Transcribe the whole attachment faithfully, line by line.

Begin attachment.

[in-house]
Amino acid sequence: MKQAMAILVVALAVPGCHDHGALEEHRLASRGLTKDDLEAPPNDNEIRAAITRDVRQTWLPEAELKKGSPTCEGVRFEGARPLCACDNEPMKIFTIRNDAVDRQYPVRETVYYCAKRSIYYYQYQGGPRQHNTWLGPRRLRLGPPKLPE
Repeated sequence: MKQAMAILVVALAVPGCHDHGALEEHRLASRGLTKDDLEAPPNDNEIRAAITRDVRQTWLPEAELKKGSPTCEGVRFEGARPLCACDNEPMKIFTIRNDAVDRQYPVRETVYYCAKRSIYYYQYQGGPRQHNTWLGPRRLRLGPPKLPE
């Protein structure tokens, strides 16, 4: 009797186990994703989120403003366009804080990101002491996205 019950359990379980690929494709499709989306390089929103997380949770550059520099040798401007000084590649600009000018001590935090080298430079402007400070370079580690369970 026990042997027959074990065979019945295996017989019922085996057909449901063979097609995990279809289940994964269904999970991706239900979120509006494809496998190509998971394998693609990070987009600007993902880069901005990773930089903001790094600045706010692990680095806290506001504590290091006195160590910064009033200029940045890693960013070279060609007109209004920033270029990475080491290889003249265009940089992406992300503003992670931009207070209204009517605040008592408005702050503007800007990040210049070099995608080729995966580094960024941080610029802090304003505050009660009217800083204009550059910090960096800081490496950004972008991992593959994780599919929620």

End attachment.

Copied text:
[in-house]
Amino acid sequence: MKQAMAILVVALAVPGCHDHGALEEHRLASRGLTKDDLEAPPNDNEIRAAITRDVRQTWLPEAELKKGSPTCEGVRFEGARPLCACDNEPMKIFTIRNDAVDRQYPVRETVYYCAKRSIYYYQYQGGPRQHNTWLGPRRLRLGPPKLPE
Repeated sequence: MKQAMAILVVALAVPGCHDHGALEEHRLASRGLTKDDLEAPPNDNEIRAAITRDVRQTWLPEAELKKGSPTCEGVRFEGARPLCACDNEPMKIFTIRNDAVDRQYPVRETVYYCAKRSIYYYQYQGGPRQHNTWLGPRRLRLGPPKLPE
């Protein structure tokens, strides 16, 4: 009797186990994703989120403003366009804080990101002491996205 019950359990379980690929494709499709989306390089929103997380949770550059520099040798401007000084590649600009000018001590935090080298430079402007400070370079580690369970 026990042997027959074990065979019945295996017989019922085996057909449901063979097609995990279809289940994964269904999970991706239900979120509006494809496998190509998971394998693609990070987009600007993902880069901005990773930089903001790094600045706010692990680095806290506001504590290091006195160590910064009033200029940045890693960013070279060609007109209004920033270029990475080491290889003249265009940089992406992300503003992670931009207070209204009517605040008592408005702050503007800007990040210049070099995608080729995966580094960024941080610029802090304003505050009660009217800083204009550059910090960096800081490496950004972008991992593959994780599919929620």